Business Forum: Hiring a veteran makes good business sense
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At the U.S. Chamber of Commerce, we are stubbornly focused on jobs -- saving them, creating them and filling them with America's best and brightest. A centerpiece of our jobs agenda is creating employment opportunities for veterans and military spouses.
As these men and women who have served our nation with dedication and distinction return home to their neighborhoods and families, the business community wants to make their transition back into civilian life as smooth as possible. And one of the most important ways to do that is through -- what else? -- jobs.
But chronically high unemployment has led to a chilly jobs market, and veterans and military spouses are suffering at an outsize rate. Nationwide, 1 million veterans are jobless and 1 of every 4 military spouses is without work.
Post-9/11 veterans are having the most difficulty, with younger veterans aged 18 to 24 facing a staggering 30 percent unemployment rate. Members of the National Guard and Reserve face an unemployment rate of 14 percent nationally.
Roughly 1 million men and women in uniform and their families will leave active duty over the next five years. In Pennsylvania, more than 34,000 veterans are unemployed and, with the recently announced drawdown of the armed forces, the numbers are likely to grow dramatically.
The case for hiring our heroes is an easy one. They have sacrificed for our nation, and our nation should honor their sacrifices with opportunities. Hiring veterans is the right thing to do.
But for businesses, it's also the smart thing to do.
Veterans are attractive job candidates. Employers know they're dealing with disciplined individuals who have proven their work ethic and commitment through their service. They've gone through extensive technical training and have sharpened their skills in duty. Problem-solving is at the core of their skill set. They are able to lead and to work in a team environment, and are by necessity flexible and adaptive.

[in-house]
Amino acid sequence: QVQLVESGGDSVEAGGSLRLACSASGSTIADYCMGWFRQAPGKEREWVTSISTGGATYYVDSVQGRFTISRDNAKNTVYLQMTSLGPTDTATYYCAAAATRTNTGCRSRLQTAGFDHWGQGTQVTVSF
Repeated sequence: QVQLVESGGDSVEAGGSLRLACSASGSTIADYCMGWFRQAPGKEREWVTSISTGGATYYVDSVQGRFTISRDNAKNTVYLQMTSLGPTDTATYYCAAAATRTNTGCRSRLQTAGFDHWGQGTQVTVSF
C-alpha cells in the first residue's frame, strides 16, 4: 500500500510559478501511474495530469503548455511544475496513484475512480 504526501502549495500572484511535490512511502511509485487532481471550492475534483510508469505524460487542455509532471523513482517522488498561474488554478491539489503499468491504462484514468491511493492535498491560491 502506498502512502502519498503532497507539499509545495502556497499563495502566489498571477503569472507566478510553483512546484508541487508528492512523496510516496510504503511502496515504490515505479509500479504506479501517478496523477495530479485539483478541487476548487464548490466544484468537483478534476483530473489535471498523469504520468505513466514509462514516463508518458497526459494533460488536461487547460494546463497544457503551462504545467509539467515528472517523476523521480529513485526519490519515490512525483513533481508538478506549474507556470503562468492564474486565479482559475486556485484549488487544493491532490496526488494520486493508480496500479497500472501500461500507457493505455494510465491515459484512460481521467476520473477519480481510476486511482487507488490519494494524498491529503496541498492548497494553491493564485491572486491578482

When you factor in the widening skills gap in America that veterans are uniquely positioned to fill, the case becomes even more compelling. Ninety percent of military occupations are directly transferable to the private sector.
But one of the biggest challenges facing veterans is demonstrating how skills they've honed in the military are transferable to civilian work. Take a chief petty officer who serves as a cook on a Naval ship. He must be an adept inventory manager and able logistician. That kind of experience is highly sought after in the private sector -- and not just any applicant has it.
Military spouses have many of the same qualities and have demonstrated strength and resilience in the face of adversity. They are also one of the most educated populations in the country.
In March 2011, the chamber launched a nationwide campaign to help veterans and military spouses find meaningful employment in local communities across America. In less than a year, we have held more than 100 hiring fairs with 5,000 different employers in 45 states and the District of Columbia. More than 8,400 veterans and military spouses have gotten jobs.
This week, I was thrilled to be in my native Pittsburgh as our program begins its second year with a pledge to host hiring fairs in 400 communities. We are working to create a movement that helps thousands more men and women who have protected our freedoms to find jobs.
There's a saying that businesses that do well do good. In other words, prosperity leads to generosity. Businesses can do well and do good simultaneously by adding the qualified, highly trained men and women who have served in the U.S. military to their staffs and payrolls.
Hiring veterans makes sense. And it's an important step toward bringing down unemployment across America.
First Published March 10, 2012 12:00 am